Recently, a new connection between PR and bipolar cells has been made by the identification of a cation channel named transient receptor potential M1 (TRPM1, also known as melastatin 1). TRPM1 was initially identified in melanocytes and cutaneous melanoma and is a marker for metastasis and prognosis [17-19]. The loss or downregulation of TRPM1 mRNA correlates with an increased risk of metastatic melanoma [17,18]. The patterns of TRPM1 transcript expression also help differentiate Spitz nevi from nodular melanomas, with higher ubiquitous expression in Spitz nevi and higher incidence of loss in nodular melanomas [17]. TRPM1 is also expressed in retinal bipolar dendritic tips [20-23]. Several studies demonstrated that TRPM1 cation channel is essential for ON bipolar cell signaling [22,24,25]. In addition, several groups have found that human TRPM1 mutations are linked to congenital stationary night blindness [26-28]. Furthermore, it has been reported that TRPM1 is the target of autoantibodies in some PR patients [29,30].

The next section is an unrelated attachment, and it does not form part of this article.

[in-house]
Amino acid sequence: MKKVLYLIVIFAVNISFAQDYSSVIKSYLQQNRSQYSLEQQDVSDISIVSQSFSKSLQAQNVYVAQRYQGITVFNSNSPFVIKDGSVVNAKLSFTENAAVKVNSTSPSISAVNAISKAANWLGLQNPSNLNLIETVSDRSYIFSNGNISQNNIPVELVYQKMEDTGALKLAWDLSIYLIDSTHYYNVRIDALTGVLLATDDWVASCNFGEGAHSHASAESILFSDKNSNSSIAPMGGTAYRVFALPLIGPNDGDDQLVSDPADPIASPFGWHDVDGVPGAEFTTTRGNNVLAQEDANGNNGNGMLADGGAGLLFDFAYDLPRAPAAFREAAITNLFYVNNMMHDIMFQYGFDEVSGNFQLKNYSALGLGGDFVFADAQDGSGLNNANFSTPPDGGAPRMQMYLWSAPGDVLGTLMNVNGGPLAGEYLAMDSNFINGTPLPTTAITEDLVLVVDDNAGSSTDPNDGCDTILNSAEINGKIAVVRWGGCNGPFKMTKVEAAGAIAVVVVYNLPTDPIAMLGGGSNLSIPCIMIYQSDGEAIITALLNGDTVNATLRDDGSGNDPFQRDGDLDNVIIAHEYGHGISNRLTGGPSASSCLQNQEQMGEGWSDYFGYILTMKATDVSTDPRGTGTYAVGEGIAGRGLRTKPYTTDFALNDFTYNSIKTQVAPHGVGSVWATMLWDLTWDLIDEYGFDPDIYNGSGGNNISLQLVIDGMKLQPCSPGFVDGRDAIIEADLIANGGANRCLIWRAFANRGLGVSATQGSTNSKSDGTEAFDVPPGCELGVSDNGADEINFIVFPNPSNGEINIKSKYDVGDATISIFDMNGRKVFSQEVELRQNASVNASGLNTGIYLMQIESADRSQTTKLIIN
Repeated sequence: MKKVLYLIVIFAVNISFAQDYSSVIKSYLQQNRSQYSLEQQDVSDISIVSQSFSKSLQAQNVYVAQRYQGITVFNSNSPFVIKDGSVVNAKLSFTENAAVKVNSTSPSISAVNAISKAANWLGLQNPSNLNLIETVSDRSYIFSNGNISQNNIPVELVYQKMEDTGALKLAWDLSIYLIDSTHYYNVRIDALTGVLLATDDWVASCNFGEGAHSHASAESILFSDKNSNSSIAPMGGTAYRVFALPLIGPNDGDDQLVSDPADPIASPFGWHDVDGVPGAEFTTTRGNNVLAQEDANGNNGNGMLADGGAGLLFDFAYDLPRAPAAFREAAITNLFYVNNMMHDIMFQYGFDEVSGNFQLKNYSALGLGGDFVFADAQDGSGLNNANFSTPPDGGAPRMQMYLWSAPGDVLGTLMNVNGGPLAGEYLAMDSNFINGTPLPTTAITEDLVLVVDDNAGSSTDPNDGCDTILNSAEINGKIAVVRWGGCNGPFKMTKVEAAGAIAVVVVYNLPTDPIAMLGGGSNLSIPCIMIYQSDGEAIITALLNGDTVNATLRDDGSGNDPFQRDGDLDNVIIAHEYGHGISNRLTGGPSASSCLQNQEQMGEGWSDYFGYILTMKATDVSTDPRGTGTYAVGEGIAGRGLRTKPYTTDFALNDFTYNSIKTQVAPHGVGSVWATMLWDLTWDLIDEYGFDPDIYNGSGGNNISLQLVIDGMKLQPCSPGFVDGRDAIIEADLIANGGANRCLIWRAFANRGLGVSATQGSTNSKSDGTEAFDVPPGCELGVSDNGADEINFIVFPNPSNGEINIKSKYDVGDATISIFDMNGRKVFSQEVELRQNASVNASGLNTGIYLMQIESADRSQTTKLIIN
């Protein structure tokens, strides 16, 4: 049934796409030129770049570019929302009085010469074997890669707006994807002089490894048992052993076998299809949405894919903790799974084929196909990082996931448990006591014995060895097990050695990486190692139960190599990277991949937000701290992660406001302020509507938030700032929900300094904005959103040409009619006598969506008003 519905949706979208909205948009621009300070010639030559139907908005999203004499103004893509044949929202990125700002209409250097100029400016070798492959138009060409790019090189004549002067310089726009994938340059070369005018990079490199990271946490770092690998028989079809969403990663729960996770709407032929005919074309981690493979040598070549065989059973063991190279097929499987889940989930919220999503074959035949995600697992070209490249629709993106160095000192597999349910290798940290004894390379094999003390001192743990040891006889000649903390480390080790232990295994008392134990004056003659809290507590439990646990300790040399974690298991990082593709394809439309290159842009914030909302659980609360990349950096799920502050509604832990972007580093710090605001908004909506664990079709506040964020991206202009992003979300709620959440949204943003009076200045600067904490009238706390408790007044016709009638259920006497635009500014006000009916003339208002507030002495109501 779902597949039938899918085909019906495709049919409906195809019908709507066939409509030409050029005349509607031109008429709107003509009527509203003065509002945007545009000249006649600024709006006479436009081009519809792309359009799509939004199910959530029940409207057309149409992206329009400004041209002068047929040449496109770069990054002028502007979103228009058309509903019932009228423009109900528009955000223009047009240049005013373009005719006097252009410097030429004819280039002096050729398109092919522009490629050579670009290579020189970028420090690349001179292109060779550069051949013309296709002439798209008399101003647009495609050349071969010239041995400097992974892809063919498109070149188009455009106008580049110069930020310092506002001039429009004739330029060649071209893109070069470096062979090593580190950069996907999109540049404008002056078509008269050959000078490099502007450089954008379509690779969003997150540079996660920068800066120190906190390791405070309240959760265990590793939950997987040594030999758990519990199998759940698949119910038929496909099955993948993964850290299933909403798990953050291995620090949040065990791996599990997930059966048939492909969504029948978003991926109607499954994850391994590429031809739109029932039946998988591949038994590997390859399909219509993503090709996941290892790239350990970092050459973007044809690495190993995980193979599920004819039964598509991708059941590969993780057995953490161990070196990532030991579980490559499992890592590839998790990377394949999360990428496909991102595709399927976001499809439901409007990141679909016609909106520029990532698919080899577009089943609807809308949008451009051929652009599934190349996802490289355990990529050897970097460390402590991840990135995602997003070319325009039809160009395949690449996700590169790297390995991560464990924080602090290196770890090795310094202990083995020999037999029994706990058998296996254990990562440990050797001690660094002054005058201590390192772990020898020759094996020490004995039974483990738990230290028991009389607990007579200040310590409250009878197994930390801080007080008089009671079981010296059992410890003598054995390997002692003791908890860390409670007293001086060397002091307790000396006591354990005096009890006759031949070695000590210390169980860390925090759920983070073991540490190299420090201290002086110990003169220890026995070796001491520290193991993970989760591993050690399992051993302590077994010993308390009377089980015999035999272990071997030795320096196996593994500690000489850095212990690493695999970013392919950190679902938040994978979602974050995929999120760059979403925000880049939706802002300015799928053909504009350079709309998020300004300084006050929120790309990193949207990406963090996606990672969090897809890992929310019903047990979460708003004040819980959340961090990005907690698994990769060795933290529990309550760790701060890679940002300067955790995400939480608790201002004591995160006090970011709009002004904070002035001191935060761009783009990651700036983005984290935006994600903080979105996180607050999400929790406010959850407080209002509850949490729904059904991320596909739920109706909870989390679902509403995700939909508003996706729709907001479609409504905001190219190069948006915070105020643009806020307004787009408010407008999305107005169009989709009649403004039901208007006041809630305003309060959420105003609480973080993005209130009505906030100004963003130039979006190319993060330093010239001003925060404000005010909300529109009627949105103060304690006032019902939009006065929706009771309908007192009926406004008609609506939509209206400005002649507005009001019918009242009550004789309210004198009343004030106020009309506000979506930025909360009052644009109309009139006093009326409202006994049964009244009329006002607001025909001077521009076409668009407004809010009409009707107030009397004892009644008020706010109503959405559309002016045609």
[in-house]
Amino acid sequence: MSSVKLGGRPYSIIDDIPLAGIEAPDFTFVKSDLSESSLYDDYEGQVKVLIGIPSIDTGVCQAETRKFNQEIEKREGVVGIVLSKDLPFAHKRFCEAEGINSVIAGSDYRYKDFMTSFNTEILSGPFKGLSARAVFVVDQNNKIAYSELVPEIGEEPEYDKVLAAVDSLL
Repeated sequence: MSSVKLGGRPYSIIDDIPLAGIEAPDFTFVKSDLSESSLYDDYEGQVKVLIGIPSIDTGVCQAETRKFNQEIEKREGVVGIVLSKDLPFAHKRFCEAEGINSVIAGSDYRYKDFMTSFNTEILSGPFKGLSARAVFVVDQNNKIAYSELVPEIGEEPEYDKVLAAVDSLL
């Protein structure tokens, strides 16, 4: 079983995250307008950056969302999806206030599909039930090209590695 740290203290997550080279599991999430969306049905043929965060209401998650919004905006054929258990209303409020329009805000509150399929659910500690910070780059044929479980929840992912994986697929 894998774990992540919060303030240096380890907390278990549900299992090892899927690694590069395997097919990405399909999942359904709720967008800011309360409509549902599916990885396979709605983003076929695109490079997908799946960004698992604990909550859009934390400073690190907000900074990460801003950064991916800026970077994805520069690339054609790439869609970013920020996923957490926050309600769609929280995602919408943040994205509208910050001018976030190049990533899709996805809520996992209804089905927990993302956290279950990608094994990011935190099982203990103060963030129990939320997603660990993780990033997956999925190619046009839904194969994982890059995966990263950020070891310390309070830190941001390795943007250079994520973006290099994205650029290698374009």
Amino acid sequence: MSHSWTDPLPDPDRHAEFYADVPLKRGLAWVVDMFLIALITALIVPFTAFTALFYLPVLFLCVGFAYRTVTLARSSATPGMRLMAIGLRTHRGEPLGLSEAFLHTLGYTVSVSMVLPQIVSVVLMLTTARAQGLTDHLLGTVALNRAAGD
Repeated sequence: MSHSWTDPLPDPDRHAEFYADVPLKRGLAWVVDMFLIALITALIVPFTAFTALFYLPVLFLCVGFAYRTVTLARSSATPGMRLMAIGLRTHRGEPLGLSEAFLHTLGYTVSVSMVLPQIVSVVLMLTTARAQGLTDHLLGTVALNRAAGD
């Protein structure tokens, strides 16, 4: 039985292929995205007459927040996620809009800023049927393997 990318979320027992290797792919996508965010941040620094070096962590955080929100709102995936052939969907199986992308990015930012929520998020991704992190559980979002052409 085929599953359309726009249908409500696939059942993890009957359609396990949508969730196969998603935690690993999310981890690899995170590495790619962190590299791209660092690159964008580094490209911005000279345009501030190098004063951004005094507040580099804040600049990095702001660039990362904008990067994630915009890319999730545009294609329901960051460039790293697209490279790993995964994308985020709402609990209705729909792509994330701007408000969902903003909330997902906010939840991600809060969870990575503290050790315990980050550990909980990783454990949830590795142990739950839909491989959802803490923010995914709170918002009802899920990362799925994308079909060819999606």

As a subtype of PR, the exact pathogenesis of paraneoplastic vitelliform retinopathy remains elusive. Recently, we reported the clinical manifestations and pathology of a paraneoplastic vitelliform retinopathy case with lesions in inner nuclear layer (INL), outer plexiform layer (OPL), and outer nuclear layer (ONL) of the retina, the loci of which correspond to the clinical fundus lesions [16]. Herein, we re-examine this case including metastatic melanoma cells in the lung with immunohistochemistry and transmission electron microscopy (TEM).

Case presentation

Medical history

The detailed clinical history and some pathological findings were described previously [16]. Briefly, an 80-year-old male with lung biopsy confirmed metastatic melanoma was suspected of choroidal metastases. One year after diagnosis with metastatic melanoma, he developed nyctalopia and bilateral retinal lesions. The patient was referred to the Department of Ophthalmic Oncology at the Cole Eye Institute. His best corrected visual acuity was 20/30 in the right eye and 20/25 in the left eye. Fundus examination showed bilateral, multiple, deep, yellowish lesions in the posterior pole and mid-periphery. Optical coherence tomography excluded the possibility of choroidal metastases. ERG showed a mild reduction in both a- and b-wave amplitudes for both scotopic and photopic waveforms. His serum was found to have autoantibodies against CAII and an unknown 35-kDa RPE protein. The patient expired approximately one month following ophthalmic examination.